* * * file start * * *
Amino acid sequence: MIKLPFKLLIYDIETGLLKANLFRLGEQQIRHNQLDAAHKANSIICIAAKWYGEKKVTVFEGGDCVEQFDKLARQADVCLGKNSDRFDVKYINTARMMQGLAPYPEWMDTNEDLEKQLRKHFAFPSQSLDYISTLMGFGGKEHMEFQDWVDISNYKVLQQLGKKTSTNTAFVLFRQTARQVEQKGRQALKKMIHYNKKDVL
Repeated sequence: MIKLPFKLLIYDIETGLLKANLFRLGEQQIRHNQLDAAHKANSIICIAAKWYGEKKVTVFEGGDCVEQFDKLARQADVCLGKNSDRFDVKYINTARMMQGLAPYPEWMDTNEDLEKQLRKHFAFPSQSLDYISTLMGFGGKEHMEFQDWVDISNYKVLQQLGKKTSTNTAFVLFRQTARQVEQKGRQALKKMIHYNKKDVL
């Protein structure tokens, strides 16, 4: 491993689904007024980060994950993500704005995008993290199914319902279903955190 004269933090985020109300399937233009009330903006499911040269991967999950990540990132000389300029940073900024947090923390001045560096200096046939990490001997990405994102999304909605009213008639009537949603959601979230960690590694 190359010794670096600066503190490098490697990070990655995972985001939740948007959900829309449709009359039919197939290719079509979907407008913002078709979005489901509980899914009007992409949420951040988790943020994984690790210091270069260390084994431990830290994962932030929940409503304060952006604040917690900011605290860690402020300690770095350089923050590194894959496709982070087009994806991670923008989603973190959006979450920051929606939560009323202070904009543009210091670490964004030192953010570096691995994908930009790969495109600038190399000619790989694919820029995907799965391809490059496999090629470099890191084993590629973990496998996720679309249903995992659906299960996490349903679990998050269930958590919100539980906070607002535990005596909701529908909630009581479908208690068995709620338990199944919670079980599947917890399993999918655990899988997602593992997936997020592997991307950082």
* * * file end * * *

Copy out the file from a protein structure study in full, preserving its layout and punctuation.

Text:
Amino acid sequence: MIKLPFKLLIYDIETGLLKANLFRLGEQQIRHNQLDAAHKANSIICIAAKWYGEKKVTVFEGGDCVEQFDKLARQADVCLGKNSDRFDVKYINTARMMQGLAPYPEWMDTNEDLEKQLRKHFAFPSQSLDYISTLMGFGGKEHMEFQDWVDISNYKVLQQLGKKTSTNTAFVLFRQTARQVEQKGRQALKKMIHYNKKDVL
Repeated sequence: MIKLPFKLLIYDIETGLLKANLFRLGEQQIRHNQLDAAHKANSIICIAAKWYGEKKVTVFEGGDCVEQFDKLARQADVCLGKNSDRFDVKYINTARMMQGLAPYPEWMDTNEDLEKQLRKHFAFPSQSLDYISTLMGFGGKEHMEFQDWVDISNYKVLQQLGKKTSTNTAFVLFRQTARQVEQKGRQALKKMIHYNKKDVL
């Protein structure tokens, strides 16, 4: 491993689904007024980060994950993500704005995008993290199914319902279903955190 004269933090985020109300399937233009009330903006499911040269991967999950990540990132000389300029940073900024947090923390001045560096200096046939990490001997990405994102999304909605009213008639009537949603959601979230960690590694 190359010794670096600066503190490098490697990070990655995972985001939740948007959900829309449709009359039919197939290719079509979907407008913002078709979005489901509980899914009007992409949420951040988790943020994984690790210091270069260390084994431990830290994962932030929940409503304060952006604040917690900011605290860690402020300690770095350089923050590194894959496709982070087009994806991670923008989603973190959006979450920051929606939560009323202070904009543009210091670490964004030192953010570096691995994908930009790969495109600038190399000619790989694919820029995907799965391809490059496999090629470099890191084993590629973990496998996720679309249903995992659906299960996490349903679990998050269930958590919100539980906070607002535990005596909701529908909630009581479908208690068995709620338990199944919670079980599947917890399993999918655990899988997602593992997936997020592997991307950082």